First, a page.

Le design. In addition to the travertine bannister, there’s travertine facing on the brick. The contrast between light and dark here isn’t weathering – those narrow dark streaks are part of the stone itself, where dark and light bands alternated during deposition. Or so I assume.

Here's a shot that shows the alternating dark and light coloration a bit better. You can tell that some streaks look more like stains from rivulets of water that have flowed down the building, and others are incorporated within the stone. And yes, I admit it: I like fondling travertine and sometimes make trips to the Home Depot just to play with their travertine tiles.

Here’s a shot that shows the alternating dark and light coloration a bit better. You can tell that some streaks look more like stains from rivulets of water that have flowed down the building, and others are incorporated within the stone. And yes, I admit it: I like fondling travertine and sometimes make trips to the Home Depot just to play with their travertine tiles.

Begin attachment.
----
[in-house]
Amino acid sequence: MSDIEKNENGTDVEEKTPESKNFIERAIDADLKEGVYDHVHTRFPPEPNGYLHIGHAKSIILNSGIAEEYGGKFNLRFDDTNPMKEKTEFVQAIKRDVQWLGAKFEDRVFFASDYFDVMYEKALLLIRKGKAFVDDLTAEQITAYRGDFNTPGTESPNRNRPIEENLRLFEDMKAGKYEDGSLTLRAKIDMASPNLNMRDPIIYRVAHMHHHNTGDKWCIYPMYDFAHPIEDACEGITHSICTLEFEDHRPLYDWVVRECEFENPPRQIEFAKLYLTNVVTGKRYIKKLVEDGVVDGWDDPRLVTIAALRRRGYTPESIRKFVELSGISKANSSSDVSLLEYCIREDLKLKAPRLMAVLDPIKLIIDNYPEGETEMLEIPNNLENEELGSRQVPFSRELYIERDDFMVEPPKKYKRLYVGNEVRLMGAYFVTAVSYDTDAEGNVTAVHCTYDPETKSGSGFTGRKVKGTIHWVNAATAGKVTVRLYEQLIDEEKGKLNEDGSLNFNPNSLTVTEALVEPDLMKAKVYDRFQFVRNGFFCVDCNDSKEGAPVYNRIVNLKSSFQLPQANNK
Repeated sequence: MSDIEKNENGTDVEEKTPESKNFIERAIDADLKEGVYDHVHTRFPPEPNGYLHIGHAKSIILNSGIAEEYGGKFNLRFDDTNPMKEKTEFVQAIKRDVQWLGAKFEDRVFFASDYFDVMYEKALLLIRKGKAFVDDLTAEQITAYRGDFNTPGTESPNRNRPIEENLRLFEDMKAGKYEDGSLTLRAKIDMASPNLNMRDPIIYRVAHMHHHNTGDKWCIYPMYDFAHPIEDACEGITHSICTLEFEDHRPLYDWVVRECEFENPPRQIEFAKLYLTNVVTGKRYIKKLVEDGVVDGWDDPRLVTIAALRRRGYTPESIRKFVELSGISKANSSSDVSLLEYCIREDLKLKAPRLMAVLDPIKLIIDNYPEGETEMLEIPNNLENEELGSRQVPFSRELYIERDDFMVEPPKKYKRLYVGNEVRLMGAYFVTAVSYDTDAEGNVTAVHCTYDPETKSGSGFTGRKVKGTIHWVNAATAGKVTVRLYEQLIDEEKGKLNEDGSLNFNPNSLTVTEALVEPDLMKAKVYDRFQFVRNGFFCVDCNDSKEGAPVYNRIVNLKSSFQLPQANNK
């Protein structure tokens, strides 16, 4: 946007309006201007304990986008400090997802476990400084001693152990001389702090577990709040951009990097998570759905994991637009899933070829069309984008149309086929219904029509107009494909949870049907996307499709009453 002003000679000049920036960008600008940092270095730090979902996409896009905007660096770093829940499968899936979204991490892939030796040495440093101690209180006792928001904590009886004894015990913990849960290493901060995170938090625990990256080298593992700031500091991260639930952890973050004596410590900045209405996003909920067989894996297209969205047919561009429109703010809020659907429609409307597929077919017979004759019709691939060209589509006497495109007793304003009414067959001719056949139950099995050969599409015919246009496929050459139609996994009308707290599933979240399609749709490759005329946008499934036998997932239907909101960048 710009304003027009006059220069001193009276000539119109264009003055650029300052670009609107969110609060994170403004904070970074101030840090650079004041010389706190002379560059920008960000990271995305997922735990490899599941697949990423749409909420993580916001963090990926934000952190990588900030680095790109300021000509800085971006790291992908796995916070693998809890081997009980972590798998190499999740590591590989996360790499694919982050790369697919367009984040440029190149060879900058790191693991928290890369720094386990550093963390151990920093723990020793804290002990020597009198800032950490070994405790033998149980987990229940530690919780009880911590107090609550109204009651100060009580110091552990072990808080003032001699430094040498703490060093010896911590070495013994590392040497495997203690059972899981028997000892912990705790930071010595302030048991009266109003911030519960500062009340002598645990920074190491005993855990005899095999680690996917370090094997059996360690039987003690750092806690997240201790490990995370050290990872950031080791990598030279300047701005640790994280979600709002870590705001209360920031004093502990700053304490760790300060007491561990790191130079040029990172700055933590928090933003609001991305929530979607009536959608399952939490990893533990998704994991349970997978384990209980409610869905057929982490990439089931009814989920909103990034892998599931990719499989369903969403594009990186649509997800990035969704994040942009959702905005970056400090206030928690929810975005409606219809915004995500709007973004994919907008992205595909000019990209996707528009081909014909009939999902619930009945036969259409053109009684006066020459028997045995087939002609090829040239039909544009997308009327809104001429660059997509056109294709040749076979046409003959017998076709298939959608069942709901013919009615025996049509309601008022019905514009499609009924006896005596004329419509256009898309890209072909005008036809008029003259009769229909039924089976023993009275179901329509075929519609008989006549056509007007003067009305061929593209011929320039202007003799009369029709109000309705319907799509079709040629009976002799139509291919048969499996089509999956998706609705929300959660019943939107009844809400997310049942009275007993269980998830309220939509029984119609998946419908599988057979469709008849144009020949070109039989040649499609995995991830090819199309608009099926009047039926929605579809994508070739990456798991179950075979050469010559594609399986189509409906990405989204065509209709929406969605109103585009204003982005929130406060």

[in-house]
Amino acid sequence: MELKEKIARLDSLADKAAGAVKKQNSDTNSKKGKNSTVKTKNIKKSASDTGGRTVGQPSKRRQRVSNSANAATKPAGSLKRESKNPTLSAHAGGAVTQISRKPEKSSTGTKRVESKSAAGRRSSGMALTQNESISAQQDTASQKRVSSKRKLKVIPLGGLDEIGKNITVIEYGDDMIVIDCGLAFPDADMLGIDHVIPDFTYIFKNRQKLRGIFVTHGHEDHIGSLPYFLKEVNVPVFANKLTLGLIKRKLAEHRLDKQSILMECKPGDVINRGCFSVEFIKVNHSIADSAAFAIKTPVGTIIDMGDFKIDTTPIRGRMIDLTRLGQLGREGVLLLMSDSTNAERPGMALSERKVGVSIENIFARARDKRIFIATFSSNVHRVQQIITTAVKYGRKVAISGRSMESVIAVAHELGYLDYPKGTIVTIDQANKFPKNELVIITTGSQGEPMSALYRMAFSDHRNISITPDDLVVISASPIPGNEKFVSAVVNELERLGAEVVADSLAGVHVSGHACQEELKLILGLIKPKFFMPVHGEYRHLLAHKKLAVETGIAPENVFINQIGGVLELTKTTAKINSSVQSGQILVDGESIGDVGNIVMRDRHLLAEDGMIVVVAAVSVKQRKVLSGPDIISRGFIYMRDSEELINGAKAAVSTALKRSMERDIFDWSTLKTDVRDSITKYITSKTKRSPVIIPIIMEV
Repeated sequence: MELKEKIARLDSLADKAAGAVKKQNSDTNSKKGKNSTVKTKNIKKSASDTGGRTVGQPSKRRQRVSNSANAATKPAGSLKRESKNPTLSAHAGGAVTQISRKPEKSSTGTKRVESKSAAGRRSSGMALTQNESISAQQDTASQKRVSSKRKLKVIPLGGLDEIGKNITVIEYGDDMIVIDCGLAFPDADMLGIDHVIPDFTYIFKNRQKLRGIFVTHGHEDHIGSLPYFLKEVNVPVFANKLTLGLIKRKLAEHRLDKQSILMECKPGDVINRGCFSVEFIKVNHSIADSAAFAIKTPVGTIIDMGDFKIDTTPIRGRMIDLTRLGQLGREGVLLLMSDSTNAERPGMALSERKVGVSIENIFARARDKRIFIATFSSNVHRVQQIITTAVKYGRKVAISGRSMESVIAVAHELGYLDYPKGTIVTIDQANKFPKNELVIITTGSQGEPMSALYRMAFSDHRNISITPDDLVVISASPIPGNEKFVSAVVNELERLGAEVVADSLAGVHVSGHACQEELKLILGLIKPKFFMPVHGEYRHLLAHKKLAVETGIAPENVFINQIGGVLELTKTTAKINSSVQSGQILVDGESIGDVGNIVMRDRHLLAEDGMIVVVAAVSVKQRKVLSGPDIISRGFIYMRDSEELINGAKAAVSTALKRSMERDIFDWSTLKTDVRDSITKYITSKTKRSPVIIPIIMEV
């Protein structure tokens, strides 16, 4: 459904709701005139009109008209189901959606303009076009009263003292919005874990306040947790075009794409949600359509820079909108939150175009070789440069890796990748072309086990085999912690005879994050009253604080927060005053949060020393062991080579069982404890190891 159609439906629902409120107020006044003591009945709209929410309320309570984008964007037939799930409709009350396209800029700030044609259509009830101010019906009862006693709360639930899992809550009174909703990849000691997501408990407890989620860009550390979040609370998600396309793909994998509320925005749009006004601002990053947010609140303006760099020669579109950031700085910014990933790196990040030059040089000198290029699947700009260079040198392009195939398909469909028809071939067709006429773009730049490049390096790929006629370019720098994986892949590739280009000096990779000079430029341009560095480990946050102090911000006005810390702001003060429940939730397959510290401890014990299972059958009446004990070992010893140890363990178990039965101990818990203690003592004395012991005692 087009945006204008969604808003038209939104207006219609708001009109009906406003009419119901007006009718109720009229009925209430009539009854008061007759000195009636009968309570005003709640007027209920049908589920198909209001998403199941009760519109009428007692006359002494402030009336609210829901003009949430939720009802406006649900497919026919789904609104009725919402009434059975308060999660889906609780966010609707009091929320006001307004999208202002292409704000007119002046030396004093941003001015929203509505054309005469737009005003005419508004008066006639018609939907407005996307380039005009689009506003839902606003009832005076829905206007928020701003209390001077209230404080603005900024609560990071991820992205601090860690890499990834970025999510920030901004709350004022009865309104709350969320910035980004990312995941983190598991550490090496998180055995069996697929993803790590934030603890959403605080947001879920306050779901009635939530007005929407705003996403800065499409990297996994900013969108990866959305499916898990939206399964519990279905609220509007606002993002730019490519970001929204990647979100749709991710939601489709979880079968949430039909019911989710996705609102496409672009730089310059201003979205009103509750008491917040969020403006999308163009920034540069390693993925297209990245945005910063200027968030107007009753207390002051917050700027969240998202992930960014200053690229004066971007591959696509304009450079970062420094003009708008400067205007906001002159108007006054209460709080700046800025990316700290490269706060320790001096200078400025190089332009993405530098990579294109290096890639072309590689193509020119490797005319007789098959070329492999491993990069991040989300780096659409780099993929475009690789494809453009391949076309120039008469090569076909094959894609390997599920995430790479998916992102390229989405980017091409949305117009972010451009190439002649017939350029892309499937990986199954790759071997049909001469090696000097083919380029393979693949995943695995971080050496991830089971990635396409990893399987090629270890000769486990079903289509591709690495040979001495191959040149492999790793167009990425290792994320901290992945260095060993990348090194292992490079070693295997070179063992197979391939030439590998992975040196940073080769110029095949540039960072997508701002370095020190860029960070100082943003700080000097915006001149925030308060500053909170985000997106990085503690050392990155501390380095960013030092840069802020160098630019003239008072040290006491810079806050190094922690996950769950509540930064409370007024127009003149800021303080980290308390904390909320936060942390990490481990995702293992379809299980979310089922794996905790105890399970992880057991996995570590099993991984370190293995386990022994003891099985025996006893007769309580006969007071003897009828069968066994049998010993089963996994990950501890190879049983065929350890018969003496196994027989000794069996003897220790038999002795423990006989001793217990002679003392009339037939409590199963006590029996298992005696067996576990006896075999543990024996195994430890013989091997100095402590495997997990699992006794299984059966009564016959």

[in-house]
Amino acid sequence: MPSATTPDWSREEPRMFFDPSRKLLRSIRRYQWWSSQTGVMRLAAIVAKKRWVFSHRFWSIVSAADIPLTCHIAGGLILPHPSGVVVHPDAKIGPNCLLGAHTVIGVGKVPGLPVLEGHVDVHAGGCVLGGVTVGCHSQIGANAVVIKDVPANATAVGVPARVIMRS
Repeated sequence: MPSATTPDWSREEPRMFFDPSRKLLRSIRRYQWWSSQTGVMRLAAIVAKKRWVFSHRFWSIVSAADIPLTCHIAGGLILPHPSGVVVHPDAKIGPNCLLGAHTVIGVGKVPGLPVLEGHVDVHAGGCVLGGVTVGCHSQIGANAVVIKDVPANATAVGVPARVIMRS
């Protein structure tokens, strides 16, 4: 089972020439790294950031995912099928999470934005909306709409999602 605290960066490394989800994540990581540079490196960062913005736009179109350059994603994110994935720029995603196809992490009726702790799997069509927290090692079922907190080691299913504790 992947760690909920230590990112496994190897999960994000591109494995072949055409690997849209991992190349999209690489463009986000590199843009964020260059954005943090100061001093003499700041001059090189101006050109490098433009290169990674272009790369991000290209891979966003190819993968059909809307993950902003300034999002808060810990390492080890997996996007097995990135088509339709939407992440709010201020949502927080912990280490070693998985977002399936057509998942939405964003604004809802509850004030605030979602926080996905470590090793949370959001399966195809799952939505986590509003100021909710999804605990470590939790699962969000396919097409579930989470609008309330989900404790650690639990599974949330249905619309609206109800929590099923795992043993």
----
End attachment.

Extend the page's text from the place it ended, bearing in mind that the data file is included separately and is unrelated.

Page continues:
Now we’re going to tear ourselves away from the travertine here, and go round the other side of the building to

Stop 8. Gleeson Hall 2

Here’s a nice transitional shot: we’re still looking at travertine (and note how the portions that bear the brunt of the weather show it!), but our eyes are also drawn by the big pink steps…

The facade of Gleeson Hall, showing the travertine pillars and facing against the bright red-orange brick, and a glimpse of the massive pink stairs.

The facade of Gleeson Hall, showing the travertine pillars and facing against the bright red-orange brick, and a glimpse of the massive pink stairs.

Those stairs are wild, people. Pink porphyritic granite, with enormous phenocrysts. Megacrysts? Could be!

A part of the stairs and the massive slab beside them. I'm sure there's some fancy engineering term for this. I don't know it. Also, I am distracted by pink porphyritic granite.

A part of the stairs and the massive slab beside them. I’m sure there’s some fancy engineering term for this. I don’t know it. Also, I am distracted by pink porphyritic granite.

In the previous photo, you probably noticed a contrast between shiny bits and dull bits. This is because the surfaces people must walk on have been roughened after it was discovered that highly-polished rock + wet or icy weather = students falling on their bums.